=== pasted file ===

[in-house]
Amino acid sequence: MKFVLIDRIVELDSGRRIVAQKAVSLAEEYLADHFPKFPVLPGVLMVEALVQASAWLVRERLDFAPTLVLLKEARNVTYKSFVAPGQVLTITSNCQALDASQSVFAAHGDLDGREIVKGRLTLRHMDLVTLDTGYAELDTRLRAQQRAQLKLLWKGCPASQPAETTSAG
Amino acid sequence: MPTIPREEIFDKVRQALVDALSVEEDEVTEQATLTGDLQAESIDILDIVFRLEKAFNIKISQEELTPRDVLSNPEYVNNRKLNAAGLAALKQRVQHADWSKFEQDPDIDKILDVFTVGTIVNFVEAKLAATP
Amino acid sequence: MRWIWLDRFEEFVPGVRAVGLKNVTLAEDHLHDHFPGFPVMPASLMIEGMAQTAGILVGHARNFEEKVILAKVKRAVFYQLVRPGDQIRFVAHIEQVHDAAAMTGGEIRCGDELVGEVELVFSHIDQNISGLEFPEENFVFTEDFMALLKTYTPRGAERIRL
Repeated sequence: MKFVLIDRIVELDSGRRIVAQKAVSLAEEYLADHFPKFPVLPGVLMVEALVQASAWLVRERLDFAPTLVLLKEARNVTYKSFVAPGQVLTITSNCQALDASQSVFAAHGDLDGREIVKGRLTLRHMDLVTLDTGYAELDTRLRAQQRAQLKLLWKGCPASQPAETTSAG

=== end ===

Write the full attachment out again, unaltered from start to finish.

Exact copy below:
[in-house]
Amino acid sequence: MKFVLIDRIVELDSGRRIVAQKAVSLAEEYLADHFPKFPVLPGVLMVEALVQASAWLVRERLDFAPTLVLLKEARNVTYKSFVAPGQVLTITSNCQALDASQSVFAAHGDLDGREIVKGRLTLRHMDLVTLDTGYAELDTRLRAQQRAQLKLLWKGCPASQPAETTSAG
Amino acid sequence: MPTIPREEIFDKVRQALVDALSVEEDEVTEQATLTGDLQAESIDILDIVFRLEKAFNIKISQEELTPRDVLSNPEYVNNRKLNAAGLAALKQRVQHADWSKFEQDPDIDKILDVFTVGTIVNFVEAKLAATP
Amino acid sequence: MRWIWLDRFEEFVPGVRAVGLKNVTLAEDHLHDHFPGFPVMPASLMIEGMAQTAGILVGHARNFEEKVILAKVKRAVFYQLVRPGDQIRFVAHIEQVHDAAAMTGGEIRCGDELVGEVELVFSHIDQNISGLEFPEENFVFTEDFMALLKTYTPRGAERIRL
Repeated sequence: MKFVLIDRIVELDSGRRIVAQKAVSLAEEYLADHFPKFPVLPGVLMVEALVQASAWLVRERLDFAPTLVLLKEARNVTYKSFVAPGQVLTITSNCQALDASQSVFAAHGDLDGREIVKGRLTLRHMDLVTLDTGYAELDTRLRAQQRAQLKLLWKGCPASQPAETTSAG